I have hope that that can change. Despite my personal setback (a fractured C2 the day after Gila, which relegated the majority of my season to “brisk walking” in a neck brace), I saw stirrings in the world of professional cycling. More and more women rising up to call out inequality as they saw it and question the rationale of missed opportunities simply because of a second x chromosome. Momentum continued to build in women’s cycling; for the first since the 1980’s, women had a stage at the Tour de France, and by the end of the season, 3 major US Stage Races (the Tour of California, Tour of Utah, and US Pro Challenge) had committed to giving women several stages of their own in 2015.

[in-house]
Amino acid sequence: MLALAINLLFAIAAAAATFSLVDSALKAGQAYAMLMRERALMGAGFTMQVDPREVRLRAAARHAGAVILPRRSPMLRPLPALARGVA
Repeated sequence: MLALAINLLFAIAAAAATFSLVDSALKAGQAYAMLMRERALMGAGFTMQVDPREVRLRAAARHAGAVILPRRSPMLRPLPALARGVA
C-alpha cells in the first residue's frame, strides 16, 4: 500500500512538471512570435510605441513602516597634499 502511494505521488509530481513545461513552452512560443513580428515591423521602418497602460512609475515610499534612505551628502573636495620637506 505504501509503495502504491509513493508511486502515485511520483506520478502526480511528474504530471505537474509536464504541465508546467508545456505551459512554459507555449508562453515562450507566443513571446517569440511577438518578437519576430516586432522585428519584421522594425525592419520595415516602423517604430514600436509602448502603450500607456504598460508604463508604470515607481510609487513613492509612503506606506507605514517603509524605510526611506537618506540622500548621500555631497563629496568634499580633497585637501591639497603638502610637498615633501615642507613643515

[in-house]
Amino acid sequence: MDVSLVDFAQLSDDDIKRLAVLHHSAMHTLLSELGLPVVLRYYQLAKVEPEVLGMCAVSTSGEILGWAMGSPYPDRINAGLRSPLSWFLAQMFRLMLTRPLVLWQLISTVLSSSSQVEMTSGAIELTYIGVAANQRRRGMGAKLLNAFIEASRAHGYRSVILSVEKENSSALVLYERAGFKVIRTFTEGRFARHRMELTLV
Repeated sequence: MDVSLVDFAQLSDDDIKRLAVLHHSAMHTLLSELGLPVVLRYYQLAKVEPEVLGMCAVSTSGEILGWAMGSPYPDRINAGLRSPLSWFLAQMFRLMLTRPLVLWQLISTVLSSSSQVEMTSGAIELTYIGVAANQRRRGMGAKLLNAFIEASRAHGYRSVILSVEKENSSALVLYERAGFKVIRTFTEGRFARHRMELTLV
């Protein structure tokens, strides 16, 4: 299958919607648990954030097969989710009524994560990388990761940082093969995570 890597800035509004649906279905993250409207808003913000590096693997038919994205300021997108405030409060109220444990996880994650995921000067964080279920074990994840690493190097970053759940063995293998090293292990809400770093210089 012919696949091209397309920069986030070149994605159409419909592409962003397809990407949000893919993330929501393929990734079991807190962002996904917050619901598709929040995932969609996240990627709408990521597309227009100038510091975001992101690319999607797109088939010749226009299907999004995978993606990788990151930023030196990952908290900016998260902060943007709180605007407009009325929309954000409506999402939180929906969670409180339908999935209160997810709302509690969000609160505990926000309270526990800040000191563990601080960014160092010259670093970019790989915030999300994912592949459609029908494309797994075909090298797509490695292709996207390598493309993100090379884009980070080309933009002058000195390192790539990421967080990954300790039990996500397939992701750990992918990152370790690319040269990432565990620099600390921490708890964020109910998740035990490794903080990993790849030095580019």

Over the past few years I’ve had the opportunity to race at numerous professional level races throughout the US, and am incredibly thankful for Naked Women’s Racing’s support of my endeavors and the opportunities I have had to guest ride. At the same time, the logistical chaos and meticulous planning that it’s taken to get to these races have highlighted a challenge in women’s cycling that many of us know all too well: there are more talented, qualified riders than there are teams to support us. This year a new layer was added, when a large number of races were given UCI status, making them officially team-only events. In laymen’s terms, this means that in order to race at the Tour of the Gila, for example, a rider would need to be a registered member of a UCI or domestic elite team. Before this change, it was challenging to be a solo rider doing her best to stay in contention in a race dominated by team tactics and the UHC Blue Train, now it would be impossible to even show up at the start line.